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About More Voices

Every month More Voices invites readers to contribute short nonfiction prose pieces of 40 to 400 words on a healthcare theme.

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I did not know to ask for a bereavement day to mourn a baby I hadn’t told anyone existed. Since they did not know, how could I ask for comfort, acknowledgement of loss, special handling in the weeks following the miscarriage? Everyone at work felt mean and cruel and quick.

My husband hadn’t been particularly happy about the baby; we were just digging out from the first two, so I was pretending to be put out. How do you grieve what you said you didn’t want when every ounce of you was thrilled, and no one knew of your rock-skipping, wing-flapping happy?

I was taught you play it safe and say nothing till you've felt the first kick or started to show, beyond family and your best friend. The bleeding started while harvesting tomatoes, so it was August and the window shades were down to keep out the heat. I was to stay in bed and hope the bleeding stopped and care for the kids and have supper ready and wait. So much still, daytime darkness, odd to lay in bed at two in the afternoon.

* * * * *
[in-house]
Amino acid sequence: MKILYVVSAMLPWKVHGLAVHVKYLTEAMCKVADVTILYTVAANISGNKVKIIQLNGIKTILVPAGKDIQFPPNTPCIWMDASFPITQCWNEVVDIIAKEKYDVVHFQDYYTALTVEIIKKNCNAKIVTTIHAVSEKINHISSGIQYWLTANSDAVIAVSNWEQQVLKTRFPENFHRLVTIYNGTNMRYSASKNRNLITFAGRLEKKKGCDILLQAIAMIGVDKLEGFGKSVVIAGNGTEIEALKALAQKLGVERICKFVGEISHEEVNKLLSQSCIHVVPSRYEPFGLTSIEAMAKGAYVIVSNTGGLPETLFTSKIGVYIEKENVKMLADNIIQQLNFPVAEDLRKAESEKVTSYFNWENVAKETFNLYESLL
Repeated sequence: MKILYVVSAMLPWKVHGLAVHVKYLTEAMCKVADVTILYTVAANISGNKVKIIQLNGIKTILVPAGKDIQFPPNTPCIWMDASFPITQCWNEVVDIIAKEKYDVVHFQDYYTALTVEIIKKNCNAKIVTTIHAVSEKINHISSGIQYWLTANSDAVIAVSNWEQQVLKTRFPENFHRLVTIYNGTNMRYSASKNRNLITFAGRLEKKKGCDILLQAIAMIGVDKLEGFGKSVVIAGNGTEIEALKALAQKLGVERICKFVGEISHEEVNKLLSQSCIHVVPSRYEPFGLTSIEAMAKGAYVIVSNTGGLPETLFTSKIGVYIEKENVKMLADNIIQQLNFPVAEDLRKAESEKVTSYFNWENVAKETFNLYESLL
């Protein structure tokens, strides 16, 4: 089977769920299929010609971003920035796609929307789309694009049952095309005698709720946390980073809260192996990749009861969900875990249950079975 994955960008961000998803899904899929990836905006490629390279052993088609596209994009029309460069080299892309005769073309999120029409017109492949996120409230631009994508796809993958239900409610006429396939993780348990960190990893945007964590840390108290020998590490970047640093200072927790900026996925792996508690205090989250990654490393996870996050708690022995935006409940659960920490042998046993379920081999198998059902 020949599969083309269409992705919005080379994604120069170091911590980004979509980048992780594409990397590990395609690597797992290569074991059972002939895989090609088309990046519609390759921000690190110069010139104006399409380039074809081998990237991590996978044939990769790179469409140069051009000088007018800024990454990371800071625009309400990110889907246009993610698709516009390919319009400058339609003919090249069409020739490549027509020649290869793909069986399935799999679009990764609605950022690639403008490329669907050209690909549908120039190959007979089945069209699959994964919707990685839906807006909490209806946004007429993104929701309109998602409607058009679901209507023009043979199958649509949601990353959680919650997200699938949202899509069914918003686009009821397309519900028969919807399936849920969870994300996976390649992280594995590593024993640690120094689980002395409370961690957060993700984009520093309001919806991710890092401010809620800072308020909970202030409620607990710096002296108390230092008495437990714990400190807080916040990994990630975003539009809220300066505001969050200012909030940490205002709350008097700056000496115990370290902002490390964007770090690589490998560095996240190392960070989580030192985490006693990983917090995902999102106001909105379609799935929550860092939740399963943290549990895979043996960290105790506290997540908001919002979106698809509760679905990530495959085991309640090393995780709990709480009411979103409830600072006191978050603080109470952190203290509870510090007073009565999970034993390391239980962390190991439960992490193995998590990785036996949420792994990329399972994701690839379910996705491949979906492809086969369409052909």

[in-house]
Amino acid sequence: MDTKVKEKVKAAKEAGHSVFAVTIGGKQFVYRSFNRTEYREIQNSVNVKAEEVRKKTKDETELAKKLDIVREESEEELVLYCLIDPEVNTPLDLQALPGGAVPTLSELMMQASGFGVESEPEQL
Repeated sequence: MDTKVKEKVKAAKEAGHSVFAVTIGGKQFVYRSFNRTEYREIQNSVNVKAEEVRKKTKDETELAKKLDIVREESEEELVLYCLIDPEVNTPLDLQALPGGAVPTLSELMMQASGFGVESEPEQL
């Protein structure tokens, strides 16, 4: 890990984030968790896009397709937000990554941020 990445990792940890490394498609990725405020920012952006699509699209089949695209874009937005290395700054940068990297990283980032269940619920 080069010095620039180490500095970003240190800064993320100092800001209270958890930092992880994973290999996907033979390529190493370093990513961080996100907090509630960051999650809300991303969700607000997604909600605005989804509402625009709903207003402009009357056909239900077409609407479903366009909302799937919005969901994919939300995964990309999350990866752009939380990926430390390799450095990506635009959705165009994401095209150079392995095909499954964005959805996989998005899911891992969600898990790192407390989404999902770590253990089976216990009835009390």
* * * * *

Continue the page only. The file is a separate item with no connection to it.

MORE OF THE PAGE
The last place I wanted to be in the last hours of our life together was the ER, the last person to touch me the nurse they called “Rambo." I worked on the medical floor, just a part-time evening shift ward clerk then, a turtle drawn into her shell, unable to concentrate on translating the chicken scratches of orders into the Cardex and unable to tell anyone why. 

I recall feeling defective, shamed by my body, shamed by the brain that couldn’t concentrate, shamed that some version of my agony in the ER would slither it’s way around the units in the silent snake of secrets. But worse, that somehow, "not wanting it" might be known.

Jan Jahner
Santa Fe, New Mexic